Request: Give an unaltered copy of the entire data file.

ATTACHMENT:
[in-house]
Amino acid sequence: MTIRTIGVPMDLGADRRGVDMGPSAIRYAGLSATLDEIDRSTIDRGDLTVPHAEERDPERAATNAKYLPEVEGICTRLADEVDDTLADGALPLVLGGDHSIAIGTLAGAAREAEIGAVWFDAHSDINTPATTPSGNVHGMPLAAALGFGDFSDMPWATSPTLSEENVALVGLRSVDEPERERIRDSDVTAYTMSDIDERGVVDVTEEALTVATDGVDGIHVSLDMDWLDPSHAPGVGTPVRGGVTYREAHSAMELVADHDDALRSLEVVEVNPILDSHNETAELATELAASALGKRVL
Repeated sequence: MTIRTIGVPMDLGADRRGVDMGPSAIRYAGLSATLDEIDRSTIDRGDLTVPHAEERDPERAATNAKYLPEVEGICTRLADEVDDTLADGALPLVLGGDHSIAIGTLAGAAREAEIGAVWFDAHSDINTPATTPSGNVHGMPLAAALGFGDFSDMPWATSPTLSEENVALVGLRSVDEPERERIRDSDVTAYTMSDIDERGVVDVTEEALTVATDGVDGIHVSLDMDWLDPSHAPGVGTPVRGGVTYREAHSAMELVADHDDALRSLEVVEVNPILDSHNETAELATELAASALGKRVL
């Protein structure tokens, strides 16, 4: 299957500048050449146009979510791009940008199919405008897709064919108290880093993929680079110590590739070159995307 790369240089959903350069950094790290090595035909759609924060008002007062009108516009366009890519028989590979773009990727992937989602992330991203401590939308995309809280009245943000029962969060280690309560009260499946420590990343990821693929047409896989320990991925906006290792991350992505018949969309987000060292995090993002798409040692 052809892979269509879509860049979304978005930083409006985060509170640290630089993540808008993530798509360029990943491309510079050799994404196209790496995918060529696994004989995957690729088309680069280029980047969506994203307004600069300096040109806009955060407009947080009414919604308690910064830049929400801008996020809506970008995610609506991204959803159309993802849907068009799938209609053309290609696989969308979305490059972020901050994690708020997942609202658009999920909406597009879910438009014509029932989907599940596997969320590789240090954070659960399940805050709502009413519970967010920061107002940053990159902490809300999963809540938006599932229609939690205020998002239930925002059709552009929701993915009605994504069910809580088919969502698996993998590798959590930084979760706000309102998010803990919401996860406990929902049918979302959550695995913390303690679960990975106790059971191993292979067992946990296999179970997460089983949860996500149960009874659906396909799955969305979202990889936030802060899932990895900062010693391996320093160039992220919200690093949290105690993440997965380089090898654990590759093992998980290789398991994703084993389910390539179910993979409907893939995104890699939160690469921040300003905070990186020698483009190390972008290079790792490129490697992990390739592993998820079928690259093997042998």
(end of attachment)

[in-house]
Amino acid sequence: MTIRTIGVPMDLGADRRGVDMGPSAIRYAGLSATLDEIDRSTIDRGDLTVPHAEERDPERAATNAKYLPEVEGICTRLADEVDDTLADGALPLVLGGDHSIAIGTLAGAAREAEIGAVWFDAHSDINTPATTPSGNVHGMPLAAALGFGDFSDMPWATSPTLSEENVALVGLRSVDEPERERIRDSDVTAYTMSDIDERGVVDVTEEALTVATDGVDGIHVSLDMDWLDPSHAPGVGTPVRGGVTYREAHSAMELVADHDDALRSLEVVEVNPILDSHNETAELATELAASALGKRVL
Repeated sequence: MTIRTIGVPMDLGADRRGVDMGPSAIRYAGLSATLDEIDRSTIDRGDLTVPHAEERDPERAATNAKYLPEVEGICTRLADEVDDTLADGALPLVLGGDHSIAIGTLAGAAREAEIGAVWFDAHSDINTPATTPSGNVHGMPLAAALGFGDFSDMPWATSPTLSEENVALVGLRSVDEPERERIRDSDVTAYTMSDIDERGVVDVTEEALTVATDGVDGIHVSLDMDWLDPSHAPGVGTPVRGGVTYREAHSAMELVADHDDALRSLEVVEVNPILDSHNETAELATELAASALGKRVL
């Protein structure tokens, strides 16, 4: 299957500048050449146009979510791009940008199919405008897709064919108290880093993929680079110590590739070159995307 790369240089959903350069950094790290090595035909759609924060008002007062009108516009366009890519028989590979773009990727992937989602992330991203401590939308995309809280009245943000029962969060280690309560009260499946420590990343990821693929047409896989320990991925906006290792991350992505018949969309987000060292995090993002798409040692 052809892979269509879509860049979304978005930083409006985060509170640290630089993540808008993530798509360029990943491309510079050799994404196209790496995918060529696994004989995957690729088309680069280029980047969506994203307004600069300096040109806009955060407009947080009414919604308690910064830049929400801008996020809506970008995610609506991204959803159309993802849907068009799938209609053309290609696989969308979305490059972020901050994690708020997942609202658009999920909406597009879910438009014509029932989907599940596997969320590789240090954070659960399940805050709502009413519970967010920061107002940053990159902490809300999963809540938006599932229609939690205020998002239930925002059709552009929701993915009605994504069910809580088919969502698996993998590798959590930084979760706000309102998010803990919401996860406990929902049918979302959550695995913390303690679960990975106790059971191993292979067992946990296999179970997460089983949860996500149960009874659906396909799955969305979202990889936030802060899932990895900062010693391996320093160039992220919200690093949290105690993440997965380089090898654990590759093992998980290789398991994703084993389910390539179910993979409907893939995104890699939160690469921040300003905070990186020698483009190390972008290079790792490129490697992990390739592993998820079928690259093997042998």